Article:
NetBeans 7.1 focuses on the Web
January 5, 2012 —
The line in the sand where NetBeans territory begins and the Eclipse world ends is drawn at Java. With the release today of NetBeans 7.1, Oracle is showing its plans for this Java-focused IDE. Chief among the new features in this release are UI improvements for users of JavaFX 2.0 and CSS3, as well as better support for Swing and WebLogic Server 12c.
Bill Pataky, vice president of product management for tools and frameworks at Oracle, said that NetBeans is where Oracle provides first-class support for all aspects of Java, from the OpenJDK to the Glassfish Application Server.
Pataky said Oracle has three IDEs, and that “the three IDEs each have a place in the Oracle ecosystem. NetBeans is all about the Java standard, and we've been adding Oracle Application Development Framework support, as well as support for former BEA customers."
Pataky went into depth on some of the new features. “For the desktop, we've improved the richer support for Swing developers through enhancements through [UI builder] Matisse. This is also the first IDE to support JavaFX 2.0.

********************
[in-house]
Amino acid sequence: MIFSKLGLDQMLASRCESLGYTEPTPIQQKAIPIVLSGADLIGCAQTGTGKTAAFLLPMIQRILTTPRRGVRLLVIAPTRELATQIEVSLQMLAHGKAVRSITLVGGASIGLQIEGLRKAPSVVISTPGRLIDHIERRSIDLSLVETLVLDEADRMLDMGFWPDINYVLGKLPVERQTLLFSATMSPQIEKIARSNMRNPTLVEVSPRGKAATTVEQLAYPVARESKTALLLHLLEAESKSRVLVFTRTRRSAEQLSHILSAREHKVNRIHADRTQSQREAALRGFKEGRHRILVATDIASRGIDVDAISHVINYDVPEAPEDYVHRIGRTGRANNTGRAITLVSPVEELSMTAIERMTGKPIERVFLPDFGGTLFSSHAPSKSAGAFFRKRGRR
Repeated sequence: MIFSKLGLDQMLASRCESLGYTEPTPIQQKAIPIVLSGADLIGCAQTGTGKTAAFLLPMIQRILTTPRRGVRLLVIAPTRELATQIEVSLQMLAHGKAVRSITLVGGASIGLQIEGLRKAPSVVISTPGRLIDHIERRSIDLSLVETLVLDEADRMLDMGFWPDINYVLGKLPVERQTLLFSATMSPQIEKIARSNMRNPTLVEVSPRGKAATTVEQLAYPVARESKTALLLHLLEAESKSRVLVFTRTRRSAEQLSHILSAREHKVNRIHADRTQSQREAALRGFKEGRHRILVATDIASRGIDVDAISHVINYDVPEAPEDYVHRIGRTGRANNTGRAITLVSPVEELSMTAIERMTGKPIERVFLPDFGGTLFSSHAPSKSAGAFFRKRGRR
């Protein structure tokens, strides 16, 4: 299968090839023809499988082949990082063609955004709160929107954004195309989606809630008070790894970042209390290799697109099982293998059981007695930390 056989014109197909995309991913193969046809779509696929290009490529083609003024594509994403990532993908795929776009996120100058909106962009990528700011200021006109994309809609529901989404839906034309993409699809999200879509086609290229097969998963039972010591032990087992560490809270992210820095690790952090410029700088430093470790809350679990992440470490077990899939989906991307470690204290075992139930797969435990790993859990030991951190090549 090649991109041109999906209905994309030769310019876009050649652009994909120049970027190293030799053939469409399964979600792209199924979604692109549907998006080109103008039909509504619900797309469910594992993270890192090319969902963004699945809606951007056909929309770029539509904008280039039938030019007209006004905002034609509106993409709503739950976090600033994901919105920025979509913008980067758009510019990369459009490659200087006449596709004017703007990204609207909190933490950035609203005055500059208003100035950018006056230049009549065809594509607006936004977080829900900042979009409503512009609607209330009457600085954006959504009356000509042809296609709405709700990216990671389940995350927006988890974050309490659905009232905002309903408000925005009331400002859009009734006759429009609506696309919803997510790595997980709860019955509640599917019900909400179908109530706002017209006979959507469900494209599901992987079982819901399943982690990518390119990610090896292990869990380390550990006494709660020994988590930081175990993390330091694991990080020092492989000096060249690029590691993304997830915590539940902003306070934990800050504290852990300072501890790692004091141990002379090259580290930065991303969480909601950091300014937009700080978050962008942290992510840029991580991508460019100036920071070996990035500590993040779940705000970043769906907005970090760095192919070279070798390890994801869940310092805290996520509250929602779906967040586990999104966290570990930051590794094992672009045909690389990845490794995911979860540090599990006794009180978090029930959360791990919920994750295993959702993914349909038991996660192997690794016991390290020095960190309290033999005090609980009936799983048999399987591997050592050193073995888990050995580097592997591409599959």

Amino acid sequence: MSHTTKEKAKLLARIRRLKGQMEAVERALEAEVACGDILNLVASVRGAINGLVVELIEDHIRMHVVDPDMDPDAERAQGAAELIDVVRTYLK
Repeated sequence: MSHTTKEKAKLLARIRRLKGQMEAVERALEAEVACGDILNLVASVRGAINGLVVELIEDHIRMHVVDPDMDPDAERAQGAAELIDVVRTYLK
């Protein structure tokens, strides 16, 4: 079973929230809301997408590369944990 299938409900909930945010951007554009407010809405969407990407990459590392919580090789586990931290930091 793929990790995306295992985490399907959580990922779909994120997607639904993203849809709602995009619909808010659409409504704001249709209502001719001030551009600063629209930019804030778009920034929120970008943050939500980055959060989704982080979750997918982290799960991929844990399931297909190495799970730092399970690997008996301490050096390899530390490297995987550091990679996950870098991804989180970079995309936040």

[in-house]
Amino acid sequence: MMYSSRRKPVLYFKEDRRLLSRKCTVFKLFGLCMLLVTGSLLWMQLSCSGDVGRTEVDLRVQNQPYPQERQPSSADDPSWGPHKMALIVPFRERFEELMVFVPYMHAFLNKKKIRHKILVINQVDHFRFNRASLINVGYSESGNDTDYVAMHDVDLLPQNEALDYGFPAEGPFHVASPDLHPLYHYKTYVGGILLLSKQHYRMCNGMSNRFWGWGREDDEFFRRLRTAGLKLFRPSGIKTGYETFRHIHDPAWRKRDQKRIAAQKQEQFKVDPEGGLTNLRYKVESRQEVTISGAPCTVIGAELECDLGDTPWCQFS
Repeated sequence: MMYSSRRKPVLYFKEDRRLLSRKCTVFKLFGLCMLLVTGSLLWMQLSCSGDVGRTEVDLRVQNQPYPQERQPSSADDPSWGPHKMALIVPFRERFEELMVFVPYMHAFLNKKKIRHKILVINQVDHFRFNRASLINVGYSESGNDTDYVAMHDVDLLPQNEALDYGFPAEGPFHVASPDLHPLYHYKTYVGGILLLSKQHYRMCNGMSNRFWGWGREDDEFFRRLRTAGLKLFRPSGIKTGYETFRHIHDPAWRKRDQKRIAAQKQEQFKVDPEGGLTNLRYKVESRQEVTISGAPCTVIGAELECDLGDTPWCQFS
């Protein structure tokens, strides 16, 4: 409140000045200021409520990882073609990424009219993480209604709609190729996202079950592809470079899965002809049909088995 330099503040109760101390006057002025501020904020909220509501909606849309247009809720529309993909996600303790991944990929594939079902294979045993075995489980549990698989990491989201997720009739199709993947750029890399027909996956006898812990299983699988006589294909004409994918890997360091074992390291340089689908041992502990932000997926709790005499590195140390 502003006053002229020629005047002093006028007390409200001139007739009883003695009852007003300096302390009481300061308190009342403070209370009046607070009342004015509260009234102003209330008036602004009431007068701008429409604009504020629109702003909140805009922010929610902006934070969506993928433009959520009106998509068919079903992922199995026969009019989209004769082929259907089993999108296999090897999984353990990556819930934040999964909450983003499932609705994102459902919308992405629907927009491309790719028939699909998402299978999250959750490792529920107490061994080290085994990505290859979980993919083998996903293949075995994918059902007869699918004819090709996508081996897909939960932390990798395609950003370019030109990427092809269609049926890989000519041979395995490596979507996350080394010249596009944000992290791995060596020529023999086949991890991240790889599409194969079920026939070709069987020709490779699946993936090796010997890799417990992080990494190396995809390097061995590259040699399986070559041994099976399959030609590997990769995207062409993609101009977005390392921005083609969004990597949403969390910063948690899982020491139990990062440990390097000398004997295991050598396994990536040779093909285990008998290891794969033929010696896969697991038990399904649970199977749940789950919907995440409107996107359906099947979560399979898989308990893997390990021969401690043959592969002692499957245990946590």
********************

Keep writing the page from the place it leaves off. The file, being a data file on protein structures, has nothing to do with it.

"We now offer an advanced interface debugger that supports Swing and JavaFX. It allows users to examine the properties of user interface components, and you can use your mouse to explore those and make adjustments as you see fit based on the data gathered in the desktop environment. There's also support for WebLogic Server 12c, there are new refactoring tools, and new support for GlassFish."
Pataky added that the PHP tools included in NetBeans were updated for version 7.1, and that Git is now supported as an SCM system.
Al Hilwa, program director for application development software at IDC, said that NetBeans 7.1 “is a grab-bag release with something for everyone in it.
"Probably the most work has gone into supporting the new JavaFX 2.0. I like the Visual Debugger as a tool that will be broadly useful, and also think the sampling capabilities in the profiler are valuable. It is good to see that Oracle keeps investing in NetBeans, and even using it to support its flagship WebLogic 12c server."
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